This happens when the team knows that their actions and prioritizing speed over quality will result in debt. They are familiar with the possible consequences and costs, but they still move forward with such decisions, which makes them reckless. 

The team makes conscious decisions, but they are not fully prepared for what’s to come. Without proper research and risk awareness, projects will fail in the long run, since the costs outweigh the profit or gain. This quadrant is definitely the one to bypass since it implies self-destruction.

Deliberate and prudent

Quadrant with these specifications means that the team knows which consequences will happen and they are aware of the future costs and technical debt. But despite that, they move on with their work. Here the debt is surpassed by the gain. 

In this case, there is a plan to go back and pay off the debt, fix issues, and apply best practices in coding after the goal is reached. It’s not about blindly going into the project. It’s about having a full analysis and understanding of possible issues, but they are reduced to a minimum so a project can be delivered.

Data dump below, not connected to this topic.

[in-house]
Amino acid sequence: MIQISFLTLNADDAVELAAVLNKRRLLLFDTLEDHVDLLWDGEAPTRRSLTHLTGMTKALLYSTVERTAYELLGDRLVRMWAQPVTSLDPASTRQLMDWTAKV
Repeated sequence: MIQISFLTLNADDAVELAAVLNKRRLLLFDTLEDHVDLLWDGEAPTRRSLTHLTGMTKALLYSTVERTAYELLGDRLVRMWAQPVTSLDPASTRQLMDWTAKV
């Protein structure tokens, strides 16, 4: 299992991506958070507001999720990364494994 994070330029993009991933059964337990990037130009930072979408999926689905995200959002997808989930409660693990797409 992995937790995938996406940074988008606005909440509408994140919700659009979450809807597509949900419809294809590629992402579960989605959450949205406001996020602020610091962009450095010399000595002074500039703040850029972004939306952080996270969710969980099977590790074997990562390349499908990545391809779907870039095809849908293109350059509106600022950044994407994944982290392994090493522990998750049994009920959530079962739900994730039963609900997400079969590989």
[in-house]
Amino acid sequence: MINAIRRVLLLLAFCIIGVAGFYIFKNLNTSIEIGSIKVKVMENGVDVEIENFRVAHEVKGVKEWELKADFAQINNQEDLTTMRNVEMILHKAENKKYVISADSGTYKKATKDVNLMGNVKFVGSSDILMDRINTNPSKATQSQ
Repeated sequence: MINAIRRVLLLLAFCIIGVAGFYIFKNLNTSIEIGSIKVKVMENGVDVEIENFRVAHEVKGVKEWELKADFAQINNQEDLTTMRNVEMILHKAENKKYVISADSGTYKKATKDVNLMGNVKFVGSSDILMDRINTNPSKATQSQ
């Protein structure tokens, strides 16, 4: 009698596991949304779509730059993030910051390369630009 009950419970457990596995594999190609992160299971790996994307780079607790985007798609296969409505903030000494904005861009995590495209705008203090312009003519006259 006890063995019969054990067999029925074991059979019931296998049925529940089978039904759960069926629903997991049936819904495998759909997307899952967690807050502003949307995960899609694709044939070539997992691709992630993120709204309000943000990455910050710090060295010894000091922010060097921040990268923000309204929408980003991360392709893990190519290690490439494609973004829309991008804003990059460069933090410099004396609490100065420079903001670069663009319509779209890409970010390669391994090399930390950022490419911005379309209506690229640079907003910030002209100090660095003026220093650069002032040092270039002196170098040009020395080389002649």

Inadvertent and reckless

This is probably one of the most sensitive and harmful forms of technical debt since the team is not even aware that their actions are going to lead to some serious consequences. Recklessness, lack of skills and knowledge, and hurrying to finish a project are the causes of such debt. 

Here, because people are unaware they’re entering debt, they have no plan or concrete actions on how to handle future issues or negative impacts

Inadvertent and prudent

Here the technical debt is the result of an experienced team that happened to come across unexpected issues or unseen mistakes. But, due to their skills and knowledge, the team can pay off the debt later on and form plans to handle it. 

This quadrant is about finding better ways to design and program software, so developers are constantly learning and innovating. Even when they delivered the solutions, they think of ways to improve it and go back to redefining better approaches to design and development.

When technical debt gets in the way of growth

By its definition, technical debt will most certainly get in the way of growth, not only in terms of delivering software that will possibly have issues later on but also in terms of limiting the growth of developers themselves.